void Free(PVOID pPtr);


bool CAllocator::Init(ULONG nAllocationSize, ULONG nCount)
       m_nAllocationSize = nAllocationSize;
       DWORD dwBlockSize = nAllocationSize + sizeof(ULONG);
       if (m_pCache = new BYTE[nCount * dwBlockSize])
           m_nTotal = nCount;

           return true;
       return false;
void CAllocator::Clear()
       if (m_pCache)
           delete[] m_pCache;
           m_pCache = NULL;
       m_nTotal = m_nFree = m_nFirstFree = 0;
void CAllocator::Drop()
       for (m_nFree = 0; m_nFree < m_nTotal; m_nFree++)
           IndexAt(m_nFree) = m_nFree;
PVOID CAllocator::Alloc()
       if (!m_nFree)
           return new BYTE[m_nAllocationSize];
       ULONG nFreeIndex = IndexAt(m_nFirstFree);
       ++m_nFirstFree %= m_nTotal;
       return NodeAt(nFreeIndex);
void CAllocator::Free(PVOID pPtr)
       if (m_nFree < m_nTotal)
           ULONG nDiff = ((ULONG) pPtr) - ((ULONG) m_pCache);
           ULONG nIndex = nDiff / (m_nAllocationSize + sizeof(ULONG));
           if (nIndex < m_nTotal)
               IndexAt((m_nFirstFree + m_nFree) % m_nTotal) = nIndex;
       delete pPtr;

This class is for caching allocations of a constant (or at least limited) size. This is how it can be used:

struct CMyState {
       // some members
// Construct an allocator object.
CAllocator allForState(sizeof(CMyState));
// Now init its storage. Let's say that we want to cache
// up to 300 simultaneous CMyState structuers.
// Ask it now for an allocation block.
CMyState* pState = (CMyState*) allForState.Alloc();
// Don't forget to free it.

How it works

It works like a worm on a cycle race J. There is a cycle race of allocation blocks, and there is a worm, whose length is initially zero. You ask to allocate a block – the worm eats the allocation by its head, its tail is left intact, and its length is now 1. You ask again, and again, the head advances, the tail doesn’t move, the worm grows.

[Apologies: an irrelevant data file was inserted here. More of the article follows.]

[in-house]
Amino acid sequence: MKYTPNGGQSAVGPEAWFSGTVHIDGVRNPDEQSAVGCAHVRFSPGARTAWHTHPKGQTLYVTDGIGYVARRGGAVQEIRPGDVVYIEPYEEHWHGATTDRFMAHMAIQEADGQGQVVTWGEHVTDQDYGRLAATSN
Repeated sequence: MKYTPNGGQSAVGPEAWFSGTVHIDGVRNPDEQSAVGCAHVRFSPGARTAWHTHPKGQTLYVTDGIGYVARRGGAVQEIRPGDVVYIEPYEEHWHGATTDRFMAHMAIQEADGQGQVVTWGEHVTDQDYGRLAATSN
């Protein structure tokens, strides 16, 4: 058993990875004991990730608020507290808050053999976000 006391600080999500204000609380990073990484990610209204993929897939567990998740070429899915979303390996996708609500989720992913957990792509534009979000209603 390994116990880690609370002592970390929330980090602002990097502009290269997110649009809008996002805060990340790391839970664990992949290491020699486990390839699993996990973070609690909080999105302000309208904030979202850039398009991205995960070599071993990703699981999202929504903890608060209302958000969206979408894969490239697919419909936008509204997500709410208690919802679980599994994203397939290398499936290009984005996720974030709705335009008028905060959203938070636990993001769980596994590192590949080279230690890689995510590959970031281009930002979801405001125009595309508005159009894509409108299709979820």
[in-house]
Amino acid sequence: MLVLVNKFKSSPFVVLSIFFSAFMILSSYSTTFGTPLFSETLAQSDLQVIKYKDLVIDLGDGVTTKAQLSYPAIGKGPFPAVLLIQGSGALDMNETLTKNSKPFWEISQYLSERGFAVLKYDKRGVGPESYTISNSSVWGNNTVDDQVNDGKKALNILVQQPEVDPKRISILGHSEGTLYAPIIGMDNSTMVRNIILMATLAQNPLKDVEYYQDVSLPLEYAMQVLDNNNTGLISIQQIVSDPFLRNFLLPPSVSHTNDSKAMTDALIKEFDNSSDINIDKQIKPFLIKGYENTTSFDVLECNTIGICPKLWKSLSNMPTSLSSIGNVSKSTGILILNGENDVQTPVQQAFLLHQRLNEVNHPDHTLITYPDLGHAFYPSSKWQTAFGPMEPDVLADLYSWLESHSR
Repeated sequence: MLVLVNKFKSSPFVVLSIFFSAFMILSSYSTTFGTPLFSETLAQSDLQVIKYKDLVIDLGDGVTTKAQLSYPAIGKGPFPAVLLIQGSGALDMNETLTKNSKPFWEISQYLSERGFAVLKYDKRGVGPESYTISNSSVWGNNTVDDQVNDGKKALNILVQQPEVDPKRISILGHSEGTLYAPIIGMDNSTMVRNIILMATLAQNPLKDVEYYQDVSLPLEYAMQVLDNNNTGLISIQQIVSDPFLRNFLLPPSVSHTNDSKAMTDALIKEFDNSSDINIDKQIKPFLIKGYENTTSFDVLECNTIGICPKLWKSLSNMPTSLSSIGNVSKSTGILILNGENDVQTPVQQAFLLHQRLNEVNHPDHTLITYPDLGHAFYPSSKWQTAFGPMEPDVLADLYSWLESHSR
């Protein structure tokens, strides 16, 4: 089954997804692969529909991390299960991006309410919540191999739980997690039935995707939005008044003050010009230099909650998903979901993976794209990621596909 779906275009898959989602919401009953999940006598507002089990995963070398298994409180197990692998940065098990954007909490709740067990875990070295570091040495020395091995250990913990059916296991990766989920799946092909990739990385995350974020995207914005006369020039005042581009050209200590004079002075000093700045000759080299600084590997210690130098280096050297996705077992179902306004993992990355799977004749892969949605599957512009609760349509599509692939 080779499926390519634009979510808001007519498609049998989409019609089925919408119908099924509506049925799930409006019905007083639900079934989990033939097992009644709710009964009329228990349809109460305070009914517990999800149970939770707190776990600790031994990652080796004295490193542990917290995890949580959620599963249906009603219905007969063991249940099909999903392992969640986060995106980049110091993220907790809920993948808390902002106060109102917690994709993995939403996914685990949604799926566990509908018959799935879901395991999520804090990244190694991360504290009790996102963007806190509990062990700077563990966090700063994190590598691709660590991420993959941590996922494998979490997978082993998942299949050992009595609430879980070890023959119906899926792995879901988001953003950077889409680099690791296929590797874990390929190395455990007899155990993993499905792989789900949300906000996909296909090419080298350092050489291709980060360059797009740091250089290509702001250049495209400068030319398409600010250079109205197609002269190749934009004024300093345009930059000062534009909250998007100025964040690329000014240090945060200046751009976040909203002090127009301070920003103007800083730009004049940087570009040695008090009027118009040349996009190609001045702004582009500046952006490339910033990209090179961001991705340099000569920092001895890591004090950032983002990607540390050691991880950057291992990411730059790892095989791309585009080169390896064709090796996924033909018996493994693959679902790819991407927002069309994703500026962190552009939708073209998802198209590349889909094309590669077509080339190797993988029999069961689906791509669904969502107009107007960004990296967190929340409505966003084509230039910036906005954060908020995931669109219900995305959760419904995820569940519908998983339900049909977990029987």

Now, you free something (doesn’t matter in which order). Our worm exhales it by its tail. The tail is advanced, so that the worm shrinks. This allocation that you just freed is put where the worm’s tail was, so that it can be eaten again by the worm’s head in the future.

And so on. This method is extremely fast, since it doesn’t perform any searches at all. If the cached pool is exhausted (the worm’s head has reached its tail) – it simply calls to an extern allocation function, so that it is guaranteed to work always (unless the extern allocation function fails).

Tips and precautions

  1. The implementation I’ve given is NOT thread safe. In other words – you cannot use the same allocator object in different threads simultaneously. You can either put some synchronization objects (critical section), or just avoid such situations.
  2. Pay special attention not to exceed the scope! If you exceed your allocation’s scope – you’ll also confuse our worm, so that consequences would be unpleasant J.
  3. To make the program look more beautiful, you can encapsulate the use of the allocator by the following:
    struct CMyClass {
           // some members
           void* operator new (size_t nSize, CAllocator& allObj)
               return allObj.Alloc();
           void operator delete (void* pPtr, CAllocator& allObj)
               return allObj.Free(pPtr);

    And then, the syntax would be:

    CMyClass* pObj = new (allObj) CMyClass;
    // some code...
    delete (allObj) pObj;

    Or you can omit the CAllocator parameter in the new and delete operators, by simply using global allocator variable. But, I personally hate using global variables.

That’s all. Enjoy.


This article has no explicit license attached to it but may contain usage terms in the article text or the download files themselves. If in doubt please contact the author via the discussion board below.

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About the Author

Software Developer (Senior)
Israel Israel
My name is Vladislav Gelfer, I was born in Kiev (former Soviet Union), since 1993 I live in Israel.
In programming I'm interested mostly in low-level, OOP design, DSP and multimedia.
Besides of the programming I like physics, math, digital photography.

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GeneralCool Pin
theidealist17-Dec-06 18:00